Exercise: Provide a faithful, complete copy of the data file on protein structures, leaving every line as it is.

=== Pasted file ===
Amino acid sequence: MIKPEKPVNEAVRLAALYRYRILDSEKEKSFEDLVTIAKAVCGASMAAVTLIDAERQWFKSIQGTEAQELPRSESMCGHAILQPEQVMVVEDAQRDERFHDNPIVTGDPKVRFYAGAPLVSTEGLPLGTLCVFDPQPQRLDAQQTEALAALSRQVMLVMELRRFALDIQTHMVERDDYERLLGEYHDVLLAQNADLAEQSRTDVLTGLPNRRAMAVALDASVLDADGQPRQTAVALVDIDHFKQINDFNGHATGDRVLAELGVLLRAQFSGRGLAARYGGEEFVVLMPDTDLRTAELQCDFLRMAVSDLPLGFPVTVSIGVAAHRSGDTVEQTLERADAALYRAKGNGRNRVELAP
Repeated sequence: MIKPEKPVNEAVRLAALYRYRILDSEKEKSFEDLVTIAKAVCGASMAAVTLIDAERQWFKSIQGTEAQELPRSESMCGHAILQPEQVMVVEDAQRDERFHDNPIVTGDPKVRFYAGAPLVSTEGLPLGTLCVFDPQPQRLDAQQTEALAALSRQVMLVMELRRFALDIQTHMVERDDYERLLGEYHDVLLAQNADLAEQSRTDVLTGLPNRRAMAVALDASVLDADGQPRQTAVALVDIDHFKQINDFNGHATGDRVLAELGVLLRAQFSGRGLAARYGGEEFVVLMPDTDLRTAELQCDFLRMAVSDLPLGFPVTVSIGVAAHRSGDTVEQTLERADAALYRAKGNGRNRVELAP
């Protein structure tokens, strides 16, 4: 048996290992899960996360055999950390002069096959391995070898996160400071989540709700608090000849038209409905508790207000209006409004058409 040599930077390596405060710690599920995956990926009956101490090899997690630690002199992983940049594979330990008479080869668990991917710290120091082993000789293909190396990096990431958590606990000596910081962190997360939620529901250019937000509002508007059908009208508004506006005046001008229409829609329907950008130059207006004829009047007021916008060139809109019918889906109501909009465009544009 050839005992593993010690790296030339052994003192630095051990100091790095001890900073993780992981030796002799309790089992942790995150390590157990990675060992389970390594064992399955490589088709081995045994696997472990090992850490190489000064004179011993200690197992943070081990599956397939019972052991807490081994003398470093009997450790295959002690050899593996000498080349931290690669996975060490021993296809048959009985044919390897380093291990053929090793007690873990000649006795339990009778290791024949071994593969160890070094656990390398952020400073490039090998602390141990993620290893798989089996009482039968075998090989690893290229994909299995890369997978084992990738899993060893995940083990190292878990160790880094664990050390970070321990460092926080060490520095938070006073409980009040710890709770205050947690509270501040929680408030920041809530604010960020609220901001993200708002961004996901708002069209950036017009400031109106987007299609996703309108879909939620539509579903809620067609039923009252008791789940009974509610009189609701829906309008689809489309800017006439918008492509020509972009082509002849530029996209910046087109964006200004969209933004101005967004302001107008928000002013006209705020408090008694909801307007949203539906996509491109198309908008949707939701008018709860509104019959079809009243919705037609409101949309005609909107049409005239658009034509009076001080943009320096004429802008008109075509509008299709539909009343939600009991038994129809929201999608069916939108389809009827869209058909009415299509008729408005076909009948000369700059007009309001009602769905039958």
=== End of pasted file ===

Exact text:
Amino acid sequence: MIKPEKPVNEAVRLAALYRYRILDSEKEKSFEDLVTIAKAVCGASMAAVTLIDAERQWFKSIQGTEAQELPRSESMCGHAILQPEQVMVVEDAQRDERFHDNPIVTGDPKVRFYAGAPLVSTEGLPLGTLCVFDPQPQRLDAQQTEALAALSRQVMLVMELRRFALDIQTHMVERDDYERLLGEYHDVLLAQNADLAEQSRTDVLTGLPNRRAMAVALDASVLDADGQPRQTAVALVDIDHFKQINDFNGHATGDRVLAELGVLLRAQFSGRGLAARYGGEEFVVLMPDTDLRTAELQCDFLRMAVSDLPLGFPVTVSIGVAAHRSGDTVEQTLERADAALYRAKGNGRNRVELAP
Repeated sequence: MIKPEKPVNEAVRLAALYRYRILDSEKEKSFEDLVTIAKAVCGASMAAVTLIDAERQWFKSIQGTEAQELPRSESMCGHAILQPEQVMVVEDAQRDERFHDNPIVTGDPKVRFYAGAPLVSTEGLPLGTLCVFDPQPQRLDAQQTEALAALSRQVMLVMELRRFALDIQTHMVERDDYERLLGEYHDVLLAQNADLAEQSRTDVLTGLPNRRAMAVALDASVLDADGQPRQTAVALVDIDHFKQINDFNGHATGDRVLAELGVLLRAQFSGRGLAARYGGEEFVVLMPDTDLRTAELQCDFLRMAVSDLPLGFPVTVSIGVAAHRSGDTVEQTLERADAALYRAKGNGRNRVELAP
């Protein structure tokens, strides 16, 4: 048996290992899960996360055999950390002069096959391995070898996160400071989540709700608090000849038209409905508790207000209006409004058409 040599930077390596405060710690599920995956990926009956101490090899997690630690002199992983940049594979330990008479080869668990991917710290120091082993000789293909190396990096990431958590606990000596910081962190997360939620529901250019937000509002508007059908009208508004506006005046001008229409829609329907950008130059207006004829009047007021916008060139809109019918889906109501909009465009544009 050839005992593993010690790296030339052994003192630095051990100091790095001890900073993780992981030796002799309790089992942790995150390590157990990675060992389970390594064992399955490589088709081995045994696997472990090992850490190489000064004179011993200690197992943070081990599956397939019972052991807490081994003398470093009997450790295959002690050899593996000498080349931290690669996975060490021993296809048959009985044919390897380093291990053929090793007690873990000649006795339990009778290791024949071994593969160890070094656990390398952020400073490039090998602390141990993620290893798989089996009482039968075998090989690893290229994909299995890369997978084992990738899993060893995940083990190292878990160790880094664990050390970070321990460092926080060490520095938070006073409980009040710890709770205050947690509270501040929680408030920041809530604010960020609220901001993200708002961004996901708002069209950036017009400031109106987007299609996703309108879909939620539509579903809620067609039923009252008791789940009974509610009189609701829906309008689809489309800017006439918008492509020509972009082509002849530029996209910046087109964006200004969209933004101005967004302001107008928000002013006209705020408090008694909801307007949203539906996509491109198309908008949707939701008018709860509104019959079809009243919705037609409101949309005609909107049409005239658009034509009076001080943009320096004429802008008109075509509008299709539909009343939600009991038994129809929201999608069916939108389809009827869209058909009415299509008729408005076909009948000369700059007009309001009602769905039958």